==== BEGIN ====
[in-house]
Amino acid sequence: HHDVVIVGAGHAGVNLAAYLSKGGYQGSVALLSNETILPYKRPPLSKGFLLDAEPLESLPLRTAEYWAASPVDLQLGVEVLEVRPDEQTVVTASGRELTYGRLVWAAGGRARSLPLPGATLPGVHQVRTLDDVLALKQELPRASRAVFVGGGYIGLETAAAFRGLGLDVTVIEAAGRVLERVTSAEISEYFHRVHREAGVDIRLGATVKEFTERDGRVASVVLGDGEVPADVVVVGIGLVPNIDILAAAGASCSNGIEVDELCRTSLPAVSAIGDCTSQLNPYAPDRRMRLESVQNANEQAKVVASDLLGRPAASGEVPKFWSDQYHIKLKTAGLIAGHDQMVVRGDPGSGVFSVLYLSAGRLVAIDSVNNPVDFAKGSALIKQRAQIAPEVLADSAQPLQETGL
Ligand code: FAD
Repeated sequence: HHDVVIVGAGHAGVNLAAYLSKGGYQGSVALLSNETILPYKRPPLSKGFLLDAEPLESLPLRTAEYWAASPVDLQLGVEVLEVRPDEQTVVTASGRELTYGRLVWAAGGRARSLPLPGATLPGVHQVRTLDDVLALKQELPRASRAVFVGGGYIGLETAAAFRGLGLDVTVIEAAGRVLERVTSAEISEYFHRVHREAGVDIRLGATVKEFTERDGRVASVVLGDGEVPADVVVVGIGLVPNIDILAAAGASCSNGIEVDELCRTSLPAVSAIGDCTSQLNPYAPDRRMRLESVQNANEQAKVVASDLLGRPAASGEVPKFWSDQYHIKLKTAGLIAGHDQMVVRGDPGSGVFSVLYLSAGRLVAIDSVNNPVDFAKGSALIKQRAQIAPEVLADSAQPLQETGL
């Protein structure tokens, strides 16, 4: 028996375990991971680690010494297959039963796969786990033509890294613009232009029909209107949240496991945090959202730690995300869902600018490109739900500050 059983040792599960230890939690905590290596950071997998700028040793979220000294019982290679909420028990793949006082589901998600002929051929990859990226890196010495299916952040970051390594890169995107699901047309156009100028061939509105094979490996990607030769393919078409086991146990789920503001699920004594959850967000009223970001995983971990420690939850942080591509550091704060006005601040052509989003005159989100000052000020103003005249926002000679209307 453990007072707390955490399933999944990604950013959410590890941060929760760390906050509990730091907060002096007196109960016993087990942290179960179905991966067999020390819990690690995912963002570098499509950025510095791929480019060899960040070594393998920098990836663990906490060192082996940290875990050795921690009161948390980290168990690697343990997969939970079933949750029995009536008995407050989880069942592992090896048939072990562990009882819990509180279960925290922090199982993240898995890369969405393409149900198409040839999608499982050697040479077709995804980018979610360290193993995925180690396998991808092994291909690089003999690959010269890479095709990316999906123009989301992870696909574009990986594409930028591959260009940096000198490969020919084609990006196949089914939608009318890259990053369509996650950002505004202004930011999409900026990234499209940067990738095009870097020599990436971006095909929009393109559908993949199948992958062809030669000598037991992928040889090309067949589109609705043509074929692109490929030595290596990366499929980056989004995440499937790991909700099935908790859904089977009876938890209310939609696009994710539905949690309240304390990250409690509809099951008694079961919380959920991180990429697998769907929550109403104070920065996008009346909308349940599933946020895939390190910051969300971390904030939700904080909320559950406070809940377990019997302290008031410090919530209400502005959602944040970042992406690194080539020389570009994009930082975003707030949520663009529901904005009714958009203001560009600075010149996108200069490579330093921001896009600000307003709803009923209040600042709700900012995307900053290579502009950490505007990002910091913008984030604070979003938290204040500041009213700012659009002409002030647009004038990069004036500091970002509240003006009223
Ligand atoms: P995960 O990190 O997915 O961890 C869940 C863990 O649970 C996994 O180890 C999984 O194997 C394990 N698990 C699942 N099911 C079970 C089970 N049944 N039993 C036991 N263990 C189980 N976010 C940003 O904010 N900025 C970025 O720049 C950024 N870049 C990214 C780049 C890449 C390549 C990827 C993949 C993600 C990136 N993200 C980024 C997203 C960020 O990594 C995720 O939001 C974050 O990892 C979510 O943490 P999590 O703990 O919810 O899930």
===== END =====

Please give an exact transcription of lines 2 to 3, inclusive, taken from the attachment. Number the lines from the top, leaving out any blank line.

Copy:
Amino acid sequence: HHDVVIVGAGHAGVNLAAYLSKGGYQGSVALLSNETILPYKRPPLSKGFLLDAEPLESLPLRTAEYWAASPVDLQLGVEVLEVRPDEQTVVTASGRELTYGRLVWAAGGRARSLPLPGATLPGVHQVRTLDDVLALKQELPRASRAVFVGGGYIGLETAAAFRGLGLDVTVIEAAGRVLERVTSAEISEYFHRVHREAGVDIRLGATVKEFTERDGRVASVVLGDGEVPADVVVVGIGLVPNIDILAAAGASCSNGIEVDELCRTSLPAVSAIGDCTSQLNPYAPDRRMRLESVQNANEQAKVVASDLLGRPAASGEVPKFWSDQYHIKLKTAGLIAGHDQMVVRGDPGSGVFSVLYLSAGRLVAIDSVNNPVDFAKGSALIKQRAQIAPEVLADSAQPLQETGL
Ligand code: FAD